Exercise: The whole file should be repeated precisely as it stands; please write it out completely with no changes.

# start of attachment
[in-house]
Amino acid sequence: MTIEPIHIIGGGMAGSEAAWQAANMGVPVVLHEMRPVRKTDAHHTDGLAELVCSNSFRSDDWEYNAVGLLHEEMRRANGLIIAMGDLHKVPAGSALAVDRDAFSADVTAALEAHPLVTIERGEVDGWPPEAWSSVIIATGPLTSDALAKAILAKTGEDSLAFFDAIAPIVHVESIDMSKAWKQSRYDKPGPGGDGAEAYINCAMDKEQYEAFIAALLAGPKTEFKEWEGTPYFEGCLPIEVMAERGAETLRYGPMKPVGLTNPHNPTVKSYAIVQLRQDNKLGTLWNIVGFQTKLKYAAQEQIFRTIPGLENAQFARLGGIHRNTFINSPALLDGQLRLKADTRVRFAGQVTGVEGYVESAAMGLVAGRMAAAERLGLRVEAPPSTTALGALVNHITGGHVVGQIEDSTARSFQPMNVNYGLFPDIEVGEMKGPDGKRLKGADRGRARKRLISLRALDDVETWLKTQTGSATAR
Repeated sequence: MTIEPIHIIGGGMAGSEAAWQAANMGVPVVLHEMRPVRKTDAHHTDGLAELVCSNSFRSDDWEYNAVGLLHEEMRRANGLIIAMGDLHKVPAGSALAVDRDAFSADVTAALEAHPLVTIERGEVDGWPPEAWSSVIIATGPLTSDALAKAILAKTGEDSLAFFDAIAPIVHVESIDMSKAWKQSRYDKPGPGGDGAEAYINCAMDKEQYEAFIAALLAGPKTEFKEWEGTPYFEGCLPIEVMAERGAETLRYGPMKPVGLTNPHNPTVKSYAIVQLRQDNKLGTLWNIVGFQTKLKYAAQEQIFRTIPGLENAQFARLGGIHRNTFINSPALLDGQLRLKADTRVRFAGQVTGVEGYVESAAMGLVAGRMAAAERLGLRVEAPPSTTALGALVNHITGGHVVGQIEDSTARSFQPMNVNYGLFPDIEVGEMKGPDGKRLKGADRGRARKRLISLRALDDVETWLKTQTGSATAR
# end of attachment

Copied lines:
[in-house]
Amino acid sequence: MTIEPIHIIGGGMAGSEAAWQAANMGVPVVLHEMRPVRKTDAHHTDGLAELVCSNSFRSDDWEYNAVGLLHEEMRRANGLIIAMGDLHKVPAGSALAVDRDAFSADVTAALEAHPLVTIERGEVDGWPPEAWSSVIIATGPLTSDALAKAILAKTGEDSLAFFDAIAPIVHVESIDMSKAWKQSRYDKPGPGGDGAEAYINCAMDKEQYEAFIAALLAGPKTEFKEWEGTPYFEGCLPIEVMAERGAETLRYGPMKPVGLTNPHNPTVKSYAIVQLRQDNKLGTLWNIVGFQTKLKYAAQEQIFRTIPGLENAQFARLGGIHRNTFINSPALLDGQLRLKADTRVRFAGQVTGVEGYVESAAMGLVAGRMAAAERLGLRVEAPPSTTALGALVNHITGGHVVGQIEDSTARSFQPMNVNYGLFPDIEVGEMKGPDGKRLKGADRGRARKRLISLRALDDVETWLKTQTGSATAR
Repeated sequence: MTIEPIHIIGGGMAGSEAAWQAANMGVPVVLHEMRPVRKTDAHHTDGLAELVCSNSFRSDDWEYNAVGLLHEEMRRANGLIIAMGDLHKVPAGSALAVDRDAFSADVTAALEAHPLVTIERGEVDGWPPEAWSSVIIATGPLTSDALAKAILAKTGEDSLAFFDAIAPIVHVESIDMSKAWKQSRYDKPGPGGDGAEAYINCAMDKEQYEAFIAALLAGPKTEFKEWEGTPYFEGCLPIEVMAERGAETLRYGPMKPVGLTNPHNPTVKSYAIVQLRQDNKLGTLWNIVGFQTKLKYAAQEQIFRTIPGLENAQFARLGGIHRNTFINSPALLDGQLRLKADTRVRFAGQVTGVEGYVESAAMGLVAGRMAAAERLGLRVEAPPSTTALGALVNHITGGHVVGQIEDSTARSFQPMNVNYGLFPDIEVGEMKGPDGKRLKGADRGRARKRLISLRALDDVETWLKTQTGSATAR